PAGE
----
Terri-Jane Yuzda

Cancelled Permits Investigated


Director, Compliance

Reasons for Cancellation Usually Legitimate - But Sometimes We Take a Closer Look


Editor's Note: This column is one in a series prepared by the APEGGA Compliance Department.

The Compliance Department, with the assistance of the APEGGA Enforcement Review Committee, continues working towards Council's goal of 100-per-cent compliance with the licensing requirements of the EGGP Act. Total compliance would mean:

  • all individuals practicing engineering, geology or geophysics in Alberta are licensed and using proper titles

  • all corporations, partnerships or other entities practicing one or all of the professions in Alberta use proper titles and hold a permit to practice.

We're undertaking various programs to achieve Council's objective. One program is the investigation of cancelled permits to practice. Increased resources have made it possible for us to be more proactive on this front.

New permits are regularly being approved, while some existing permits are being cancelled. These cancellations by the Registration Department occur for various reasons, including non-payment of annual fees, failure to submit an annual report, and in response to a voluntary request by the permit holder. A responsible member leaving a company can trigger a cancellation. Sometimes one permit-holding company merges with another, so one of them no longer practices.

Usually these reasons are legitimate. Sometimes, however, it is not totally clear if the activities of the permit holder have changed. In those cases, the Registration Department forwards the file to the Compliance Department. A compliance consultant then investigates.

Often, the investigation reveals that the activities of the company have not changed, and the permit requires reinstatement. The Compliance Department will serve notice, and usually the deficiencies are rectified and the permit is reinstated. If a resolution cannot be achieved, even after consultation, it may be necessary to serve notice that legal action will be pursued under the EGGP Act. This takes the form of a criminal prosecution under Section 81, or a civil injunction under Section 9.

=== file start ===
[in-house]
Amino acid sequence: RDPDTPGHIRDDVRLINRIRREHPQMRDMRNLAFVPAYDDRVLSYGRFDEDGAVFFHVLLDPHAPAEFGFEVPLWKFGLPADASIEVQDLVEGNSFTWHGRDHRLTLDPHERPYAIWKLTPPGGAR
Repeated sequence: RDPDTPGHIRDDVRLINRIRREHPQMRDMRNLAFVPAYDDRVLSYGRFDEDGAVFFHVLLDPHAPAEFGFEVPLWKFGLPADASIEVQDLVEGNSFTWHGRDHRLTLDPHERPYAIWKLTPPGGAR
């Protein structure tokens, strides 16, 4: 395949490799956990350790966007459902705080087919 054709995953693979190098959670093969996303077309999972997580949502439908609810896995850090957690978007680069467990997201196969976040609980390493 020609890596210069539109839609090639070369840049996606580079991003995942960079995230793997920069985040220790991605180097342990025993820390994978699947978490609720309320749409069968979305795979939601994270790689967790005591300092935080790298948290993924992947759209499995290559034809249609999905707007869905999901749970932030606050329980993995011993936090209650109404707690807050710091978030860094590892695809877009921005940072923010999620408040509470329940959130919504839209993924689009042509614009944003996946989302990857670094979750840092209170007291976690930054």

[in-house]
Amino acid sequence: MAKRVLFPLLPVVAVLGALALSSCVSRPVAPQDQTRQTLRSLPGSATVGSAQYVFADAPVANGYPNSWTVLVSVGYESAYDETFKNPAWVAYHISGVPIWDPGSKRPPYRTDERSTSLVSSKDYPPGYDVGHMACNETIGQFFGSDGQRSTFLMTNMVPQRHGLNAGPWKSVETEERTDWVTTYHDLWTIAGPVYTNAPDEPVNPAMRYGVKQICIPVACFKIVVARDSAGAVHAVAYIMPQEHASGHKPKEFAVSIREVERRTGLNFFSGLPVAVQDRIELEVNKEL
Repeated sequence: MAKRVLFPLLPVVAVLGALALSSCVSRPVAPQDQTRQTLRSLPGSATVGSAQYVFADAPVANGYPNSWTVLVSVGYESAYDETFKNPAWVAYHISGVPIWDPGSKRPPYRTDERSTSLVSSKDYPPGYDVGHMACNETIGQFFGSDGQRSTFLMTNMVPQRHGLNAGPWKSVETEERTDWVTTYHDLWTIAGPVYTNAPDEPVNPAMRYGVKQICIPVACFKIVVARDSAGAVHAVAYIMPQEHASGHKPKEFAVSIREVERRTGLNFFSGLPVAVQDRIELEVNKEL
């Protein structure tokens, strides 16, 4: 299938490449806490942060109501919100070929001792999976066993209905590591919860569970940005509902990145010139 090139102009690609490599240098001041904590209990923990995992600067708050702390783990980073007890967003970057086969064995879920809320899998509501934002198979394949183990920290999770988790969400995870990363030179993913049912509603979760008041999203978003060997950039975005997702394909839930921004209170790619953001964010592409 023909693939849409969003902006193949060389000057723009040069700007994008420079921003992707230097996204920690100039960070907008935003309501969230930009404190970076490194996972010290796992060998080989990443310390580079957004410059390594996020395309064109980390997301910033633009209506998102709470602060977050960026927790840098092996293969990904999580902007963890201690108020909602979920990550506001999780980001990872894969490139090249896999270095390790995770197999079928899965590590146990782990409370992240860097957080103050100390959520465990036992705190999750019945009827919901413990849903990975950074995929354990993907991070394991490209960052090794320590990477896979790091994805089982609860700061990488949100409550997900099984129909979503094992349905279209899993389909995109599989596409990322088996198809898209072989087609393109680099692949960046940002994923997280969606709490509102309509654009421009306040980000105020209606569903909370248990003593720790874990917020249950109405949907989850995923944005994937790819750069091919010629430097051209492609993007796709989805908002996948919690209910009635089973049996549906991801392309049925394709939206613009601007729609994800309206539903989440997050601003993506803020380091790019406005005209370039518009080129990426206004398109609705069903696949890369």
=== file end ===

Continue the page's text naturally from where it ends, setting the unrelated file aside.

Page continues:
The department is currently pursuing serious legal action in three cases.


Department Statistics  
Investigations Conducted (first nine months of 2002) 545
Cases Resolved 466
Resolution Reasons  
Individuals Applied for Personal Registration 96
rmits to Practice Issued or Reinstated 69
Individuals Ceased Using Non-conforming Titles 28
Companies Ceased Using Non-conforming Titles 8
After concluding investigations, the remaining cases were resolved for a variety of reasons. Among these: companies or individuals were determined not to be engaging in the practice; companies merged with another permit holding company or otherwise ceased to operate; companies relocated their Yellow Pages listing from a restricted heading to an unrestricted, more appropriate one; individuals confirmed that they are already registered with APEGGA, not living or practicing in Alberta, or both.  


Frequently Asked Question

Q. Who requires a permit to practice?

A. The EGGP Act requires that all partnerships, corporations and other such entities engaged in the practice of engineering, geology or geophysics in the province of Alberta have a permit to practice. A common misconception is that the permit is not a requirement for individual corporations and is only required for consultants. Not so. The act does not differentiate between companies by size or by whether they're practicing for internal or external purposes.




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